A Leading Trans-Critical Group Said Schools Should Out Trans Pupils To Their Parents
After launching a new sticker campaign, Stephanie Davies-Arai from Transgender Trend told BuzzFeed News that schools have a duty to tell parents if their child is trans.
The founder of an organisation that provides material for parents and schools criticising what it calls the “trans narrative” has said that teachers should out transgender pupils to their parents.
Stephanie Davies-Arai, who runs Transgender Trend — an activist group described as "dangerous" by Stonewall, the LGBT rights charity — told BuzzFeed News: “If the child comes out as trans I think it’s really important that parents are informed.”
When asked by BuzzFeed News about the effect of outing children, Davies-Arai acknowledged that “some parents are abusive and bigoted” but added that “we have to assume that most parents have the best interests of their child at heart”, and that “schools know when there’s safeguarding issues within a family”.
As such, she said, “the school needs to have a chat with parents and say that your child is expressing these feelings in school”.
Davies-Arai also dismissed the use of the word “outing” to describe disclosing to parents that their child is transgender, arguing that it was “a very political way of putting it”.
The National Education Union's guidance to teachers makes clear that "it would be a criminal offence for someone who has been told that someone is trans in the course of their professional role to disclose this information without the consent of the student".
A leading child protection expert condemned disclosing a pupil's gender identity to their parents as a potential “child protection issue”.
In the absence of statutory sex and relationships education that includes LGBT issues — and therefore no standardised approach to discussing trans identities — Stonewall recommends staff "discuss levels of confidentiality," with trans pupils and, "make it clear to all pupils that they can talk to pastoral staff about issues related to their gender".
Davies-Arai provoked heavy criticism earlier this week when her group published downloadable stickers on its website with slogans such as “Kids shouldn’t be taught in school that they can choose to be a boy or a girl” and “Is Rapid Onset Gender Dysphoria the new anorexia?”. The campaign was piggybacking onto a range of anti-trans groups daubing stickers onto public places in recent weeks.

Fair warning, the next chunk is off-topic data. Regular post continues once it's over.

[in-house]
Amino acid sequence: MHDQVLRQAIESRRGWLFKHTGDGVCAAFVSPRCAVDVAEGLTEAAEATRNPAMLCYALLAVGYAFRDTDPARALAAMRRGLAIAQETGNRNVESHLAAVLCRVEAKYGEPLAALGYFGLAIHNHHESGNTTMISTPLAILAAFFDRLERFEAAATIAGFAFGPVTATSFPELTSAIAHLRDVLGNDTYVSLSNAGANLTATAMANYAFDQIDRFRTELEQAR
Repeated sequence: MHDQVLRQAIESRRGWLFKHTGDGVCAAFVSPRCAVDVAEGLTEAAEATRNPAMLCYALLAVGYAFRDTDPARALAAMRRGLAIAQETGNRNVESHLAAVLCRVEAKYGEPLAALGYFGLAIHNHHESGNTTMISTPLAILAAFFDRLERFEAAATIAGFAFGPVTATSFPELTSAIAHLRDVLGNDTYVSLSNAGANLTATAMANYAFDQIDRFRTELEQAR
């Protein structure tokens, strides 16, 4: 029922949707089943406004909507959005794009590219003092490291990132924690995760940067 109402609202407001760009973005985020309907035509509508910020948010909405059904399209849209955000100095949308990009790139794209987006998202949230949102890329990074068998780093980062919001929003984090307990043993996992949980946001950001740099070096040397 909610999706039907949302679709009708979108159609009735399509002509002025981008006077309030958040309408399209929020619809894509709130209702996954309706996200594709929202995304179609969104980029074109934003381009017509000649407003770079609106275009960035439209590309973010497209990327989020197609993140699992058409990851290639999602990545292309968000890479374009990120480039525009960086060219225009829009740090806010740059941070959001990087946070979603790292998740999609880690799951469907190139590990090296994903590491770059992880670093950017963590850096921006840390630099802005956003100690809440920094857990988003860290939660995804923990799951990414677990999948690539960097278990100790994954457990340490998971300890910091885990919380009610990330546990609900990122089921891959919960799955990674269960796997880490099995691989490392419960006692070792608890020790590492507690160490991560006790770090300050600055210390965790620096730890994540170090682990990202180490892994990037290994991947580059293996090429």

In May, the group drew fury for a resource pack for schools on how to deal with trans pupils, which Stonewall said perpetuated “damaging myths, panic and confusion”.
Davies-Arai told BuzzFeed News that disclosing the gender identity of a pupil to their parents is “not like outing someone who is gay” because of the "medical pathway” — referring to the fact that trans people can eventually opt for hormones or surgery.
Children cannot medically transition in Britain, although in principle they can have hormone therapy from the age of 16 and surgery from 18. She cited as an example parents finding out “that their daughter has been a boy in school for the past year but nobody has told them”, and said that would then be a “safety issue” because of potential medication intervention.
But Joanna Nicolas, a child protection consultant, trainer, and the author of two books on child protection, dismissed this as "absolute rubbish".
"There is only one care pathway for children who are trans and that’s through the Tavistock [gender identity clinic] and they’re not going to be doing anything without the parent’s involvement," she said.
If a child said that they were trans and didn't want their parents to know, said Nicolas, the school should talk to the child to ascertain whether there were child protection concerns from the parents knowing and therefore “if the child was at risk of abuse”.
Susie Green, CEO of Mermaids, a leading support group for trans children and their families, said that outing kids to parents “could expose them to harm”.
Green rejected the idea that a school would know which parents would react badly to a trans child. “How on earth could a teacher have that knowledge? They might meet a parent once a year at a parents evening, and only one parent.
"Kids often do come out at school to their peers first. Kids are very worried how their parents will behave and whether or not this will make their home life hell — and sometimes it does. Therefore exposing a child, knowingly, to the possibility that this may happen if they have confided in you is so unprofessional.”
Davies-Arai also defended her organisation’s new stickers, insisting that it was a way of conveying that she and some parents are “worried about the one message that children are getting in schools” regarding gender identity and treatment.
The page on the group’s website containing the stickers includes instructions for use and the labels available from Amazon on which to print them. They cover 14 different slogans, including: “Medical sex-change treatment for children is an experiment”; “Teenagers are coming out as transgender after social media binges”; and “We don’t know the long-term effects of puberty blockers”.
When asked by BuzzFeed News why the first of these slogans suggests children are given medical treatment to change sex when that is not the case, Davies-Arai said: “I’m including puberty blockers in that.”
These medications can be made available to under-16s but do not change sex, instead delaying sexual development to grant a child time to consider how they want to proceed. “I stand by it,” she said.